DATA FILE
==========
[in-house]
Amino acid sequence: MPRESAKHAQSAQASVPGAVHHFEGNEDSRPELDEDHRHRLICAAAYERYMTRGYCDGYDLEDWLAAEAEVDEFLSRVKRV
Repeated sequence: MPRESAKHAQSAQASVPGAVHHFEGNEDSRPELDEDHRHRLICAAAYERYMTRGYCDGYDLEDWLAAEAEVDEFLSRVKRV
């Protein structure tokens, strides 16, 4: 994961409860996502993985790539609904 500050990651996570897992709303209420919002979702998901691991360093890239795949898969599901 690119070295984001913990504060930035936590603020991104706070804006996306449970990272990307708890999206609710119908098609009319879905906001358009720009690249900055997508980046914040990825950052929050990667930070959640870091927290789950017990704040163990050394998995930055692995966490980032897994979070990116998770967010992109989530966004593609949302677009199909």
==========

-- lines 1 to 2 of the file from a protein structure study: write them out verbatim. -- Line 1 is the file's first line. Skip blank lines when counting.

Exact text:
[in-house]
Amino acid sequence: MPRESAKHAQSAQASVPGAVHHFEGNEDSRPELDEDHRHRLICAAAYERYMTRGYCDGYDLEDWLAAEAEVDEFLSRVKRV